Game names (and types): 'Fruit Games', 'Apple Game', 'Biting the Apple' (miscellaneous play), 'Fruit Salad' (running game), 'Buy My Supper' (imaginary play)

Handwritten descriptions of different games involving food compiled for Dr Dorothy Howard by Marilyn Skinner, Patricia Dodd, Robin Murchison, Pamela Kinlock and Patricia Watson, five students from Clayfield College, on 15 October 1954. Skinner describes 'Fruit Games' which involves placing the peel of an orange or apple under the top lip of a player, who proceeds to show their fruit covered teeth. Dodd discusses the running game 'Fruit Salad', providing annotated, hand drawn diagrams. To play, children are divided into teams of fruit and seated in rows. The names of different fruit are called out and the corresponding team runs around the other players, the fastest player accumulating points. When 'Fruit Salad' is called, all teams run with the fastest group winning the game. 'Apple Game' and 'Biting the Apple', described respectively by Murchison and Kinlock, involve players biting apples hanging from string with their hands behind their backs. Kinlock states that 'Biting the Apple' is usually played by girls. Watson provides a description of 'Buy My Supper'. She writes that one player is elected the bride or groom, requesting the other players to get their supper. The fastest to procure the request becomes the corresponding spouse.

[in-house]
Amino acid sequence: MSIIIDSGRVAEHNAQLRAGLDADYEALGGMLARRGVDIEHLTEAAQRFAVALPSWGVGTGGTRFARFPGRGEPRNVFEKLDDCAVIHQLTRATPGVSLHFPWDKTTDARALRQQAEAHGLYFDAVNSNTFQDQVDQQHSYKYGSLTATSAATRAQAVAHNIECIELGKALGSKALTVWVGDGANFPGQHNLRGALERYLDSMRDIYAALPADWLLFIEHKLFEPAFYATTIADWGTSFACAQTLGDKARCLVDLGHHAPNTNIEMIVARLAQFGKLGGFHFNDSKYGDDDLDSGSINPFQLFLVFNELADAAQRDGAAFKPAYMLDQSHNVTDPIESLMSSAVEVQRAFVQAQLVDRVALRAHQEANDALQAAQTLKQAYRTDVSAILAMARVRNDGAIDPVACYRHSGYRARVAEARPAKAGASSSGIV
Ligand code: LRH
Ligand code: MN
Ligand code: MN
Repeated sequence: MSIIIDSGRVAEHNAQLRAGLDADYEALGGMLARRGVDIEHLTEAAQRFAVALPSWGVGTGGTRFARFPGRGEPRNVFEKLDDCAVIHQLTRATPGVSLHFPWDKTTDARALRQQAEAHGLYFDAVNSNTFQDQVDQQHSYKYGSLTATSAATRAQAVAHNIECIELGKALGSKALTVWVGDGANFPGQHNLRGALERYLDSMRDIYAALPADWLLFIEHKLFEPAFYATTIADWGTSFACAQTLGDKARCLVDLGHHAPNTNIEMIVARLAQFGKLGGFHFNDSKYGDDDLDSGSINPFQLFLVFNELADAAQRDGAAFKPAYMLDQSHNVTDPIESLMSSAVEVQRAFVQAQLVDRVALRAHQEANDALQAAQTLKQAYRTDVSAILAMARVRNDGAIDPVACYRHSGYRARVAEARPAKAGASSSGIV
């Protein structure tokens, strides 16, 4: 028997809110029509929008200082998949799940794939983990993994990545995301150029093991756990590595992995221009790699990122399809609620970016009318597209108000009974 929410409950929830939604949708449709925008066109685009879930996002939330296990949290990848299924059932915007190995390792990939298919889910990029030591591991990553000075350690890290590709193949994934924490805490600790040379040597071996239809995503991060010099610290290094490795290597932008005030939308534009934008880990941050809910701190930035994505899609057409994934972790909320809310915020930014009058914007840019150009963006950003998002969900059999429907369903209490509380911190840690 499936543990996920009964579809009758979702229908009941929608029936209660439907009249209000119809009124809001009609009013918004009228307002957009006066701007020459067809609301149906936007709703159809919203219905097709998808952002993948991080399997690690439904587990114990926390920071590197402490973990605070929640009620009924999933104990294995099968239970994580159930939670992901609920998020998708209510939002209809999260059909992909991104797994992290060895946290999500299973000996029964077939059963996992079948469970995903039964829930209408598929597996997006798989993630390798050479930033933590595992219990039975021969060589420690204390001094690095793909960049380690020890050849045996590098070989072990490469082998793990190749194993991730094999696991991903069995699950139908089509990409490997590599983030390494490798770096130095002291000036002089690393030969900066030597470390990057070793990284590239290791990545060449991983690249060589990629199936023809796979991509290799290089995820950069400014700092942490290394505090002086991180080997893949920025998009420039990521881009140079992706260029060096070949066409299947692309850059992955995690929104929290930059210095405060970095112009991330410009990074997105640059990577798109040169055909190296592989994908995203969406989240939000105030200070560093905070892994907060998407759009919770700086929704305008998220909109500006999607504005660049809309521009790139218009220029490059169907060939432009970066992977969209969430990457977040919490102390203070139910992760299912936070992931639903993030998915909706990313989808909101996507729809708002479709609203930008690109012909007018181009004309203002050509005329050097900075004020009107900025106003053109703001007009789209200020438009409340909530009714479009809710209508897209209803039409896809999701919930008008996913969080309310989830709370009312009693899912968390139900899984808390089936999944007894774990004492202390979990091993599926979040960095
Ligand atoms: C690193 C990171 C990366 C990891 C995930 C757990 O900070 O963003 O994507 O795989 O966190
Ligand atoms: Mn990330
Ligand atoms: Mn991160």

One of a collection of letters describing a children's games written to children's Folklorist Dorothy Howard between 1954 and 1955. Dr Howard came to Australia in 1954-55 as an American Fulbright scholar to study Australian children's folklore. She travelled across Australia for 10 months collecting children's playground rhymes, games, play artefacts, etc. This letter, together with the other original fieldwork collected by Dr Howard during this period, is preserved in the Dorothy Howard Collection manuscript files, part of the Australian Children's Folklore Collection (ACFC), Archive Series 3. The ACFC is an extensive collection documenting children's folklore and related research.

Physical Description

Handwritten game descriptions in blue ink on lined paper. Features text by five different hands; text printed on both sides of page. Features four hand drawn, annotated diagrams located within or below the descriptions.

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